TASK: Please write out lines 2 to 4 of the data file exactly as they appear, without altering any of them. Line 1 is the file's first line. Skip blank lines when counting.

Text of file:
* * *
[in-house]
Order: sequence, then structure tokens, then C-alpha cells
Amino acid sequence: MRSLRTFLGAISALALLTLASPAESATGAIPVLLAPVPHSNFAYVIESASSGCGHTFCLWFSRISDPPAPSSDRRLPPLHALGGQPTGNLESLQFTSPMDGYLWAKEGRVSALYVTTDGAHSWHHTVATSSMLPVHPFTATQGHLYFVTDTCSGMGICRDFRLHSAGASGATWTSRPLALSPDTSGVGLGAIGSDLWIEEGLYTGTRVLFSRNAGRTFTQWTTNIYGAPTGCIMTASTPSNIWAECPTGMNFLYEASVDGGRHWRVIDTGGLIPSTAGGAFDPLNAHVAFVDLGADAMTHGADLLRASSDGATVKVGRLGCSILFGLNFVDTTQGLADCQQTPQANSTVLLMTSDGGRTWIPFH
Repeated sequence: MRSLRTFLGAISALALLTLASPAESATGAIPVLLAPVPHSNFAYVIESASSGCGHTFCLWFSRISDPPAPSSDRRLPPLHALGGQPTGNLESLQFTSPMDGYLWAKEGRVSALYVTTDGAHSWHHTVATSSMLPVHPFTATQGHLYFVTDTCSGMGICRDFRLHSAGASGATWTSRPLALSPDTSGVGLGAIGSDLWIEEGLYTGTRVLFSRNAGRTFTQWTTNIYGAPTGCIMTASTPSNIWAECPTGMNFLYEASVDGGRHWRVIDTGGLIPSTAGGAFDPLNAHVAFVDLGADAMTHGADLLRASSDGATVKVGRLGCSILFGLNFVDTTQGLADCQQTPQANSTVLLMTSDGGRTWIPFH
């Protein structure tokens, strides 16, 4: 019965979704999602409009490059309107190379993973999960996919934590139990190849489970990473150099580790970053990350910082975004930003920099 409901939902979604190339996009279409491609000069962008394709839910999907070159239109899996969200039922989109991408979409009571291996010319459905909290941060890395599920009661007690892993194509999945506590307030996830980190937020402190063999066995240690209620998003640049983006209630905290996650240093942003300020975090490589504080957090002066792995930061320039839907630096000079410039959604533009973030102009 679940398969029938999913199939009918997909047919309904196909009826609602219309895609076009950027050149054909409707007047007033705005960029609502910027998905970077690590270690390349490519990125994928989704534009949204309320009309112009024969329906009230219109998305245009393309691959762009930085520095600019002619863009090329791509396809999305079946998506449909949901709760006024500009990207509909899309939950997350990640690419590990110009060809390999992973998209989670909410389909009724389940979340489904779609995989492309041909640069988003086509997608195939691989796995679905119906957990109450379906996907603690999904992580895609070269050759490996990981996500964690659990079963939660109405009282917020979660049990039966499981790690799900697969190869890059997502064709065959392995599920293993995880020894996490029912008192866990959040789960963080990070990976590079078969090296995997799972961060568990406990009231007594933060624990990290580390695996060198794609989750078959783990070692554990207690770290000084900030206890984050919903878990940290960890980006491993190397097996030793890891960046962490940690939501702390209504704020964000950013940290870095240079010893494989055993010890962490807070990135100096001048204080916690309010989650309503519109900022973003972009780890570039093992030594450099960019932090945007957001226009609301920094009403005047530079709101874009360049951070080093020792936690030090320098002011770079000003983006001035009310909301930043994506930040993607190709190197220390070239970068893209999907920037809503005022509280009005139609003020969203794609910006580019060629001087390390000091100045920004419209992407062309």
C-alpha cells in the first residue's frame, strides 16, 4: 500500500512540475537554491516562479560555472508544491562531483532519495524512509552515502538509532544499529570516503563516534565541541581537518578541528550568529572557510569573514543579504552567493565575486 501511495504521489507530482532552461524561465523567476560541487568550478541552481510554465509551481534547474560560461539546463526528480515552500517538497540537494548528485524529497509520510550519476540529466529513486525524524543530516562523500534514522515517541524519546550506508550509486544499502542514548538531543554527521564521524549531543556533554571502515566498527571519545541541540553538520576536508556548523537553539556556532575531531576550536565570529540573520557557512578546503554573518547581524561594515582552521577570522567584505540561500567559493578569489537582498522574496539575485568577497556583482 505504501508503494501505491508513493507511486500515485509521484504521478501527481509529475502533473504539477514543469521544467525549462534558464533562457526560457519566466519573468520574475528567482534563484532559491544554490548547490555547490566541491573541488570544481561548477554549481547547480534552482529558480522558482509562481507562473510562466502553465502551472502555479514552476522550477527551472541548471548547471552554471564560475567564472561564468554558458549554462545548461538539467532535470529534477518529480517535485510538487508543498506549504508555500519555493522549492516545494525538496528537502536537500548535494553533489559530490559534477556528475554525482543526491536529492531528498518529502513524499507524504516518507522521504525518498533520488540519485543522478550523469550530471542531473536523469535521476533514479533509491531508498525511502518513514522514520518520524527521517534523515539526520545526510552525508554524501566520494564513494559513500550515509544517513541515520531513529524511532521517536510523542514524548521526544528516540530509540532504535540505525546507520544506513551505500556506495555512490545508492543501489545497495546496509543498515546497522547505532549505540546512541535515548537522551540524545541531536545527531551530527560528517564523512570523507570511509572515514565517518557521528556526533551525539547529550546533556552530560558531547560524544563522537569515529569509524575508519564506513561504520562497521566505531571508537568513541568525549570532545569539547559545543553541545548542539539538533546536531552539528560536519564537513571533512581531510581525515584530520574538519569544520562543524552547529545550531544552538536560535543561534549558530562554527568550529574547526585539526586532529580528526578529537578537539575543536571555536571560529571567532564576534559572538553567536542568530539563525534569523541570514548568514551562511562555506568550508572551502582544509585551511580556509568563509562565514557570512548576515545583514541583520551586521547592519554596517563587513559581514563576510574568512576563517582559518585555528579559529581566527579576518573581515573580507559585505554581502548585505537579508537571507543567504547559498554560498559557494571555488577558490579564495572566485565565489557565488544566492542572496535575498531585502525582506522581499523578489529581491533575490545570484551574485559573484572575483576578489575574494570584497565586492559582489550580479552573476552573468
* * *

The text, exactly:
Order: sequence, then structure tokens, then C-alpha cells
Amino acid sequence: MRSLRTFLGAISALALLTLASPAESATGAIPVLLAPVPHSNFAYVIESASSGCGHTFCLWFSRISDPPAPSSDRRLPPLHALGGQPTGNLESLQFTSPMDGYLWAKEGRVSALYVTTDGAHSWHHTVATSSMLPVHPFTATQGHLYFVTDTCSGMGICRDFRLHSAGASGATWTSRPLALSPDTSGVGLGAIGSDLWIEEGLYTGTRVLFSRNAGRTFTQWTTNIYGAPTGCIMTASTPSNIWAECPTGMNFLYEASVDGGRHWRVIDTGGLIPSTAGGAFDPLNAHVAFVDLGADAMTHGADLLRASSDGATVKVGRLGCSILFGLNFVDTTQGLADCQQTPQANSTVLLMTSDGGRTWIPFH
Repeated sequence: MRSLRTFLGAISALALLTLASPAESATGAIPVLLAPVPHSNFAYVIESASSGCGHTFCLWFSRISDPPAPSSDRRLPPLHALGGQPTGNLESLQFTSPMDGYLWAKEGRVSALYVTTDGAHSWHHTVATSSMLPVHPFTATQGHLYFVTDTCSGMGICRDFRLHSAGASGATWTSRPLALSPDTSGVGLGAIGSDLWIEEGLYTGTRVLFSRNAGRTFTQWTTNIYGAPTGCIMTASTPSNIWAECPTGMNFLYEASVDGGRHWRVIDTGGLIPSTAGGAFDPLNAHVAFVDLGADAMTHGADLLRASSDGATVKVGRLGCSILFGLNFVDTTQGLADCQQTPQANSTVLLMTSDGGRTWIPFH